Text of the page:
reasons that they concoct.

In the larger areas of jurisdiction, expect that the ultimate date of your trial won't be
for at least a year or two or more from the time you actually filed the lawsuit. Again,
this is what you should expect and what the car manufacturer will do as a means of
making you go away.

Without a doubt, the car manufacturer will at least send you what is call an
interrogatory, which is a long set of questions that will require a lot of time to
complete and require that you provide them with a full set of documentation.
In many cases, they will also require a deposition from you.

A deposition is a face to face meeting that is recorded and where both sides’
attorneys get to ask you many questions. What they are mostly aiming for isn't really
to obtain any more information related to your car. It is mostly so that they can
obtain information they can use to limit their own liability.

They want to know things like how much you think your car is worth and to determine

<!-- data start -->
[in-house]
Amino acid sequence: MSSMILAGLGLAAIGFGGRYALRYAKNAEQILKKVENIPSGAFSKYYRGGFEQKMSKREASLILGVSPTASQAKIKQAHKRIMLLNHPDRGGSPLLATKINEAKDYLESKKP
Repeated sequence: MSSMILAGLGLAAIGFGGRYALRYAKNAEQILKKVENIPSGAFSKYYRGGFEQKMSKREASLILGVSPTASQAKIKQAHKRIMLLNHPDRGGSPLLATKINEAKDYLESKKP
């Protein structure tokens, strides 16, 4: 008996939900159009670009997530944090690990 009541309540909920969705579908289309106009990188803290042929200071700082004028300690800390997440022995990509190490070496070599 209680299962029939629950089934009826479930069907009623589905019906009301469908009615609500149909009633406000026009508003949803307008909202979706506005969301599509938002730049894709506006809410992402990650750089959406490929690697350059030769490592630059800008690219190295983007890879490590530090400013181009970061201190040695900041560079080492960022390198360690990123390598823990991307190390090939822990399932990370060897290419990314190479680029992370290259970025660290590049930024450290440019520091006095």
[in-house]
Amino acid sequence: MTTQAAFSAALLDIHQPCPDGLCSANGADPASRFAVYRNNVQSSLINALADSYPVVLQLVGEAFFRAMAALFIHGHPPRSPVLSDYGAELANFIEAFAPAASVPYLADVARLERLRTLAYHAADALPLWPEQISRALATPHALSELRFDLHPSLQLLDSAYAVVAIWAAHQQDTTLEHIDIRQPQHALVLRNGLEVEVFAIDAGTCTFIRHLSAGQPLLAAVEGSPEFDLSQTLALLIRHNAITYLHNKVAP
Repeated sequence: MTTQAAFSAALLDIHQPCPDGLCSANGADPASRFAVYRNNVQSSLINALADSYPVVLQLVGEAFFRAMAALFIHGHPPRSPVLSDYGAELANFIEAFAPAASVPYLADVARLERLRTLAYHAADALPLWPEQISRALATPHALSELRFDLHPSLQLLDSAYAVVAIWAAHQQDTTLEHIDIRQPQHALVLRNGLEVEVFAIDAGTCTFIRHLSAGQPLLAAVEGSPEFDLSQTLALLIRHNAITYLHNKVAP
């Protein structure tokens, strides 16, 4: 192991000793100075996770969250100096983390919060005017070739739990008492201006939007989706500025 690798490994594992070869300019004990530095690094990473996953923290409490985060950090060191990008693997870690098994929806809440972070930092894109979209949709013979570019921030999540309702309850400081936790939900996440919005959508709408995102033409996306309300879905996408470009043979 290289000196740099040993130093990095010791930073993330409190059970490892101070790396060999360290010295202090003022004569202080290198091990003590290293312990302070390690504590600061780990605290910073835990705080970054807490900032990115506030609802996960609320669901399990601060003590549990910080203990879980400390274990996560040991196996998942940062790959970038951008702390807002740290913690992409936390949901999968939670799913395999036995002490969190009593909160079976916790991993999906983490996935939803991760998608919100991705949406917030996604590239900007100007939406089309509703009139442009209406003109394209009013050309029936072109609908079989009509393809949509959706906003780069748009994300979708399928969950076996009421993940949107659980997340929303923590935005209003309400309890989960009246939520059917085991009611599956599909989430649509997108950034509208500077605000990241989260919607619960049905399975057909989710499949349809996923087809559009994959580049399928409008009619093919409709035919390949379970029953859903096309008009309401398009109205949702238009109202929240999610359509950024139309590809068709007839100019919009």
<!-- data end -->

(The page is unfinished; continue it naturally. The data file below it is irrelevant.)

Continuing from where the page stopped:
what kind of witness you will make if the case went to court. It is all a bunch of mind
games and if you don’t know what to do, it will confuse you.

Here are some quick tips to a successful deposition:
Keep your cool. Don't get excited or make accusations, and definitely don't say things
that you cannot prove. Keep your answers short and only answer the questions you
are asked. Remember, this isn't personal, it's about money.

The inevitable settlement conference/offer
If the car manufacturer believes that you have a legitimate lemon law case against
them, you do not want to look for them to give you what you are asking. In fact,
don't even expect them to be reasonable in their offer. A settlement conference or